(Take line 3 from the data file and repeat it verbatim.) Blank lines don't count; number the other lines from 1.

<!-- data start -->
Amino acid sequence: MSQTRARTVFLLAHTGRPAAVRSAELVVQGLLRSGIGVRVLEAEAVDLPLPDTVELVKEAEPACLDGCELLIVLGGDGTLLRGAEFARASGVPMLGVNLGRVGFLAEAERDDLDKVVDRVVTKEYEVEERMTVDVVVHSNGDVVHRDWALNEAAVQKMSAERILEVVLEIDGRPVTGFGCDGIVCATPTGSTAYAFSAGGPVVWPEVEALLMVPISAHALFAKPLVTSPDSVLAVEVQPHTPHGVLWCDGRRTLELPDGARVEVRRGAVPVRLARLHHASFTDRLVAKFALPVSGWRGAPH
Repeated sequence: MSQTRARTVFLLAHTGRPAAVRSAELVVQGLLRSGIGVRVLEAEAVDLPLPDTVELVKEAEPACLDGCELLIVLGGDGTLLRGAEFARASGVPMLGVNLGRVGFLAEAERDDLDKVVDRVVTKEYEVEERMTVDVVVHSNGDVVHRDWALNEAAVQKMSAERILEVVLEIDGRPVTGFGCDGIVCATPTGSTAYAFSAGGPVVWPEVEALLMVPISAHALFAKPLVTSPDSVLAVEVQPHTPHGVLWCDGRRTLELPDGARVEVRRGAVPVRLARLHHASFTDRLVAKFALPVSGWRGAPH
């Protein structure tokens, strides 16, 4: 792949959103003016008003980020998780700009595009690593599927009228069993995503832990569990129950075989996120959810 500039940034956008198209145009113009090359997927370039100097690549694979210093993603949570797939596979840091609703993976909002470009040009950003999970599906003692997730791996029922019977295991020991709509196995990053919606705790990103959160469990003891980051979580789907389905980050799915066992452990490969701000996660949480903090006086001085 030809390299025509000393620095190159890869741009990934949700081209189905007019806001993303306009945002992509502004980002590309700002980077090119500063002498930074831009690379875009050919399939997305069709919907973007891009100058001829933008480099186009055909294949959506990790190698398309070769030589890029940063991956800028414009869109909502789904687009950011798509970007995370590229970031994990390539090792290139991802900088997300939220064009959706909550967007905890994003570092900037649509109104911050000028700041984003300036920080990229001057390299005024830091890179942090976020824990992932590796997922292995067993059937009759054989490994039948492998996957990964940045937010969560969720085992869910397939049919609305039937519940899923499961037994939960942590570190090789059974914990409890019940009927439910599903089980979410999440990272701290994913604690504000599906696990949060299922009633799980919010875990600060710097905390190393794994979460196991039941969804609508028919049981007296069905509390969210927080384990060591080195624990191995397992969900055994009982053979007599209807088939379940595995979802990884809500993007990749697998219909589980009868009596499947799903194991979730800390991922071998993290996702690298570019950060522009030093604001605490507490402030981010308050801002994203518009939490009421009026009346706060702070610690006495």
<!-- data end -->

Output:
């Protein structure tokens, strides 16, 4: 792949959103003016008003980020998780700009595009690593599927009228069993995503832990569990129950075989996120959810 500039940034956008198209145009113009090359997927370039100097690549694979210093993603949570797939596979840091609703993976909002470009040009950003999970599906003692997730791996029922019977295991020991709509196995990053919606705790990103959160469990003891980051979580789907389905980050799915066992452990490969701000996660949480903090006086001085 030809390299025509000393620095190159890869741009990934949700081209189905007019806001993303306009945002992509502004980002590309700002980077090119500063002498930074831009690379875009050919399939997305069709919907973007891009100058001829933008480099186009055909294949959506990790190698398309070769030589890029940063991956800028414009869109909502789904687009950011798509970007995370590229970031994990390539090792290139991802900088997300939220064009959706909550967007905890994003570092900037649509109104911050000028700041984003300036920080990229001057390299005024830091890179942090976020824990992932590796997922292995067993059937009759054989490994039948492998996957990964940045937010969560969720085992869910397939049919609305039937519940899923499961037994939960942590570190090789059974914990409890019940009927439910599903089980979410999440990272701290994913604690504000599906696990949060299922009633799980919010875990600060710097905390190393794994979460196991039941969804609508028919049981007296069905509390969210927080384990060591080195624990191995397992969900055994009982053979007599209807088939379940595995979802990884809500993007990749697998219909589980009868009596499947799903194991979730800390991922071998993290996702690298570019950060522009030093604001605490507490402030981010308050801002994203518009939490009421009026009346706060702070610690006495």